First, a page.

Rethinking the Status Quo

Making major strides in fundraising, graduation rates, and innovation is business as usual at UT-Austin.

Rethinking the Status Quo

One of the main talking points for those who would have us believe The University of Texas needs drastic change is the notion that the University is intent on preserving the “status quo.” In a sense, they are right. But at UT-Austin, the “status quo” has been the relentless pursuit of excellence in teaching and research.

The numbers say it all. Our alma mater has earned worldwide recognition with its listing as the world’s 25th best university, according to the London-based Times Higher Education. The Center for World University Rankings lists us 26th. According to U.S. News & World Report, 59 UT-Austin programs rank in the top 10, and 111 programs are in the top 25. A recent ranking found that UT alumni are among the most employable graduates in the world. And on the issue of cost, which continues to be a favorite soundbite of higher-education commentators, UT-Austin is regarded by Kiplinger’s as a best value. Little wonder then the record number of applicants.

In September, UT announced a record-setting fundraising total for the previous year, an astonishing $454 million raised. There are few ways that people affirm an institution more powerfully than with their money, and last year more alumni and friends did so than ever before. Scholarship money provided to students by the Texas Exes was a part of this important endeavor.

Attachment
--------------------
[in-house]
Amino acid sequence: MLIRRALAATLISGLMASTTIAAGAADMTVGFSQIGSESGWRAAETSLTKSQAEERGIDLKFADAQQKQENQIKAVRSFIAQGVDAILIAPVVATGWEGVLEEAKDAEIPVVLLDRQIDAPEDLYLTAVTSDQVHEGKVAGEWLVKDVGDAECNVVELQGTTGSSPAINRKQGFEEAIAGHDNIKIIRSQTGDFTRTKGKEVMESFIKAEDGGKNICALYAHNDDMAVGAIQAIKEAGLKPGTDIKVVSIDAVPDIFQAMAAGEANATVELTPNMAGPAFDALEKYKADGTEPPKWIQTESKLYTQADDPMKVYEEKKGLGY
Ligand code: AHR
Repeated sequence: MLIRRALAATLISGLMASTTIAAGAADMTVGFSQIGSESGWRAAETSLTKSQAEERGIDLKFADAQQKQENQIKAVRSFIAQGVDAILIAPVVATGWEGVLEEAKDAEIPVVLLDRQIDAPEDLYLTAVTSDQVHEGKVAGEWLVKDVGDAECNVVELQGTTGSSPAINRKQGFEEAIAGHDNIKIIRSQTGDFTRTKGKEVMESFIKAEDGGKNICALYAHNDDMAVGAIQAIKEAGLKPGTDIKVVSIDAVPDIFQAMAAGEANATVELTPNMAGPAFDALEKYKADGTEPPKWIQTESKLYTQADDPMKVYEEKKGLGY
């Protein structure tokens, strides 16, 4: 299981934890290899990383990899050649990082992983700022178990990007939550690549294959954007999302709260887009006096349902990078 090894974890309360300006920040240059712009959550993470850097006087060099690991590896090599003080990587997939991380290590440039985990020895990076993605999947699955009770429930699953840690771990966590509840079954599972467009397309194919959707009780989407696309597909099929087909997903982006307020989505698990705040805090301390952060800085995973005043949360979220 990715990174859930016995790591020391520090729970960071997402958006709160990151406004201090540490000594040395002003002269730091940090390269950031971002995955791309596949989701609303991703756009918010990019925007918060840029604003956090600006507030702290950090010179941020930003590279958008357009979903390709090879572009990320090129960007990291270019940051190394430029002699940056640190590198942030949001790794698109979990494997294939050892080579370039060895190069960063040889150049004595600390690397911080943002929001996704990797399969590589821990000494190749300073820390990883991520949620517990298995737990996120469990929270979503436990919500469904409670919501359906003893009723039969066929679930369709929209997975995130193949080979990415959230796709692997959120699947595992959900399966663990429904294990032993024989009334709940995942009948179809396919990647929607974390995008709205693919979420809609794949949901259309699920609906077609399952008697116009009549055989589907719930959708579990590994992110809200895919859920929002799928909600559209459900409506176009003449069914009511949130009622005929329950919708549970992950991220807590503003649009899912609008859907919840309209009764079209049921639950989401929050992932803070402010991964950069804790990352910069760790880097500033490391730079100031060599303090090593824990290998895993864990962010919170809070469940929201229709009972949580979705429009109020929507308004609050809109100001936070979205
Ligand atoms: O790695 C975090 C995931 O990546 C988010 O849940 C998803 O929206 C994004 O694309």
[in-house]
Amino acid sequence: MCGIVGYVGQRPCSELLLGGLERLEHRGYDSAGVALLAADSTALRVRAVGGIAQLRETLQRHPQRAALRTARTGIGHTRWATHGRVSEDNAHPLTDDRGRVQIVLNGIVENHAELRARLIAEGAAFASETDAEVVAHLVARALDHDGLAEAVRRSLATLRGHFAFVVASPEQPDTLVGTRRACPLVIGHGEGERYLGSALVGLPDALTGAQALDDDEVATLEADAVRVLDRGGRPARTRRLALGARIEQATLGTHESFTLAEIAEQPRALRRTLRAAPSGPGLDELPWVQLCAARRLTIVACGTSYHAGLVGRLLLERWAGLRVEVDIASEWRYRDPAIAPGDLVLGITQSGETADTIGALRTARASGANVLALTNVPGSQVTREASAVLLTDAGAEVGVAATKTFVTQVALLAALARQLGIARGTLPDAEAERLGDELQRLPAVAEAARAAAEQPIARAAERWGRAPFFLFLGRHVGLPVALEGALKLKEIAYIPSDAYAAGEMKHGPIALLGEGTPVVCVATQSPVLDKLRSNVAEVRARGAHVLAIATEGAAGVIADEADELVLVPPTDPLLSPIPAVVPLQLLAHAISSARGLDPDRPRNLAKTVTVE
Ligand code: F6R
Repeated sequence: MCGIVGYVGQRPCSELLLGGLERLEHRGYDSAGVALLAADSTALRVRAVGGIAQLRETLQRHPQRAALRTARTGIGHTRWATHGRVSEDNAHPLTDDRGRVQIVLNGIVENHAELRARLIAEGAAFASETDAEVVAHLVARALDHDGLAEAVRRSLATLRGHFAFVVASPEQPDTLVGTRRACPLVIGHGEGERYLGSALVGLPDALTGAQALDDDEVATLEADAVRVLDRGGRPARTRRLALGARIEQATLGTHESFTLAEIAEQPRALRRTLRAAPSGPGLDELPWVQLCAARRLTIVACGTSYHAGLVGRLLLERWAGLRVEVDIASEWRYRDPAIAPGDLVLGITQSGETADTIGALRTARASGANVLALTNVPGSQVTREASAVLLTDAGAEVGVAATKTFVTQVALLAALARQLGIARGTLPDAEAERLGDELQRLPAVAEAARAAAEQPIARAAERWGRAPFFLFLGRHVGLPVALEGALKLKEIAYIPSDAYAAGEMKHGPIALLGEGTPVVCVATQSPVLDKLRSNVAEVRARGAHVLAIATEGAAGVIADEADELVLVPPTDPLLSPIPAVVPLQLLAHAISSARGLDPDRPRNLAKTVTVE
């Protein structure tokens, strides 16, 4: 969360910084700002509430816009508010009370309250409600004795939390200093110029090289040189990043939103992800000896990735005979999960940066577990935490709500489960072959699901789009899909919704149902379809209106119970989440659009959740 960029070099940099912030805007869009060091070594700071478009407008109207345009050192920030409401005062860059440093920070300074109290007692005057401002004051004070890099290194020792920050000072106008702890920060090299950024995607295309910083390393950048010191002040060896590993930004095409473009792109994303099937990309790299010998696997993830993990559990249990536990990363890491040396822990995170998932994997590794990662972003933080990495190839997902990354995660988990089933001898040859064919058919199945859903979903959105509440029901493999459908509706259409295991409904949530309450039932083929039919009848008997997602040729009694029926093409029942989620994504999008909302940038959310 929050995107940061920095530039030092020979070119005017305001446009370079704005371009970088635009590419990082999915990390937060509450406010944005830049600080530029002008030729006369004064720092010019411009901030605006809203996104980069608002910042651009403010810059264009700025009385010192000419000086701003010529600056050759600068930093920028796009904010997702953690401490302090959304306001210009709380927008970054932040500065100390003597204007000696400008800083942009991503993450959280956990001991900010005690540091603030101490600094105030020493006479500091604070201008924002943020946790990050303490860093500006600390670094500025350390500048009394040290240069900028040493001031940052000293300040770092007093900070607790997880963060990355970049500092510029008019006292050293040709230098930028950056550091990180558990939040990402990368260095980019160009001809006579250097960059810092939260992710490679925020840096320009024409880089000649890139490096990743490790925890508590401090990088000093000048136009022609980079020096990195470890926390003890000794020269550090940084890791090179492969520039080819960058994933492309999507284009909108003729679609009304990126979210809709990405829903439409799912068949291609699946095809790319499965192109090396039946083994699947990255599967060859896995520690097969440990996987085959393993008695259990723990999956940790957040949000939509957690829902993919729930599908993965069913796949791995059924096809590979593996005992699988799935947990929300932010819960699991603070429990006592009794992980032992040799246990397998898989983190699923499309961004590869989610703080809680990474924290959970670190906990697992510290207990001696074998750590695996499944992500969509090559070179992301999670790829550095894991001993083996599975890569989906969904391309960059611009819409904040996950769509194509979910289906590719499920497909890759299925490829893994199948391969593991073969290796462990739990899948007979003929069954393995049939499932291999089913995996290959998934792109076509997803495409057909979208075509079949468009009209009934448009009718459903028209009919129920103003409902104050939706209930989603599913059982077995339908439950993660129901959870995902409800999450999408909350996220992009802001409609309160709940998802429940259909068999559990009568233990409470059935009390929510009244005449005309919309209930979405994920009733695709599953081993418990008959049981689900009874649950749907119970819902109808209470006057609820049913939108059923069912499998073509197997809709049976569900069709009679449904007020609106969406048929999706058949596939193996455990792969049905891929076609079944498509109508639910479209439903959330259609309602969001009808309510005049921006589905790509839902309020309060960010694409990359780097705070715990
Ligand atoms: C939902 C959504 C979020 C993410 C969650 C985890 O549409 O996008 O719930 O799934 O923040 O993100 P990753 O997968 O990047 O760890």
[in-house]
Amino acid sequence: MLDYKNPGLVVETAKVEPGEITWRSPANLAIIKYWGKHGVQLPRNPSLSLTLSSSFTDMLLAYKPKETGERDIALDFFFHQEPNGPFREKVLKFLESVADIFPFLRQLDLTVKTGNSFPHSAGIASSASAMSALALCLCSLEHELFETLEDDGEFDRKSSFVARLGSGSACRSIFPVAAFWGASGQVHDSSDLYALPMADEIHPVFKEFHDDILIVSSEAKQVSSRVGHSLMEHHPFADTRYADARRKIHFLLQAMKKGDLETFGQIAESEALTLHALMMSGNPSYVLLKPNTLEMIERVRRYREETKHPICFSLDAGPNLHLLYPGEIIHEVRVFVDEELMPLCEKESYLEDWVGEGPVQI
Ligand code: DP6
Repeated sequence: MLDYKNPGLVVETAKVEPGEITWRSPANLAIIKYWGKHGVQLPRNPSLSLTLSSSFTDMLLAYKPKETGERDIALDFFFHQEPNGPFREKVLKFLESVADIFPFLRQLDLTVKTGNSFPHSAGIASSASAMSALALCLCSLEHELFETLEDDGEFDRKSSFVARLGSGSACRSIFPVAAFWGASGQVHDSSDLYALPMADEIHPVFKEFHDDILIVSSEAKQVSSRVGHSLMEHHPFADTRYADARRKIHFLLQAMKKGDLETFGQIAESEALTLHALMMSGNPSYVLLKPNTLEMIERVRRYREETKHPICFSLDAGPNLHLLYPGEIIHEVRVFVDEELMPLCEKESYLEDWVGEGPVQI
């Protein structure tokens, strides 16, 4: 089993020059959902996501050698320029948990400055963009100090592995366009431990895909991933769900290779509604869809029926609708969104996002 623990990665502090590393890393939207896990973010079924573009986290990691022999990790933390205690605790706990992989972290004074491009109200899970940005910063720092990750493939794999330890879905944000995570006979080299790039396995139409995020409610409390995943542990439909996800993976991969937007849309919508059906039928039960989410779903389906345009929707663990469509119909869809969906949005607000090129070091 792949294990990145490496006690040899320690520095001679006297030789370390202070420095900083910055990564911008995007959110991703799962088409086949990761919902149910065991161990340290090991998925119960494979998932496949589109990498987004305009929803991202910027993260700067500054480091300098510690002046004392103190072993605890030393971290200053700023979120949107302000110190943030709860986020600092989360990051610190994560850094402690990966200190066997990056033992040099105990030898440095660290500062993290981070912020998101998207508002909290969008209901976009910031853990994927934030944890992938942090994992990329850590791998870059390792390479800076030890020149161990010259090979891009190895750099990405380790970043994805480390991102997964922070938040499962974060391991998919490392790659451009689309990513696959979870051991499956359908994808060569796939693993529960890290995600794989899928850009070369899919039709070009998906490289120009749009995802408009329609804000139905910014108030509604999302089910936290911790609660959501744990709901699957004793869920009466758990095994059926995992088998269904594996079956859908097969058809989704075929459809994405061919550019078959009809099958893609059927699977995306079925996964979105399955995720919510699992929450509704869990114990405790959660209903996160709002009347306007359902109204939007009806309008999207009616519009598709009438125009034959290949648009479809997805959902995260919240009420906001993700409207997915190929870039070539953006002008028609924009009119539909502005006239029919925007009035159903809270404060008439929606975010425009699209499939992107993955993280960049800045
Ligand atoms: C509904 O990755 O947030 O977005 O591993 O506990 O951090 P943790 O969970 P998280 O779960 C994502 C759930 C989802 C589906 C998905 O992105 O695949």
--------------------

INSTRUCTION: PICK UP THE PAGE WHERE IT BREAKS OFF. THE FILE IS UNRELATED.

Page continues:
Our president, Bill Powers, brought enormous credit to our school by assuming the chairmanship of the Association of American Universities, the most prestigious group of universities in North America. We have a new provost in Greg Fenves, who, along with his predecessor Steve Leslie, is spearheading the development of the Dell Medical School, which will be the first new medical school at a Tier 1 university in decades. People around the country are watching UT and expecting that the medical school will set the standard for 21st-century medical education, interdisciplinary research, and technology commercialization.

The University has embraced change as well. As a result of the recommendations of the Commission of 125, the administration has initiated enhancements to the undergraduate experience like the award-winning Freshman Research Initiative. The University’s four-year graduation rate is also a focus, and the faculty and staff are hard at work on a plan to get to 70 percent by 2017. And as reflected in a recent New York Times article, UT-Austin is at the forefront of advancements in blended and online learning.

There’s always more work to be done, but one thing is clear: Our mission remains the same. The University of Texas at Austin is and will continue to be a university of the first class. As long as that’s the status quo, the Texas Exes will keep working to defend it.

Charles Matthews
President, Texas Exes

Photo courtesy Thinkstock.


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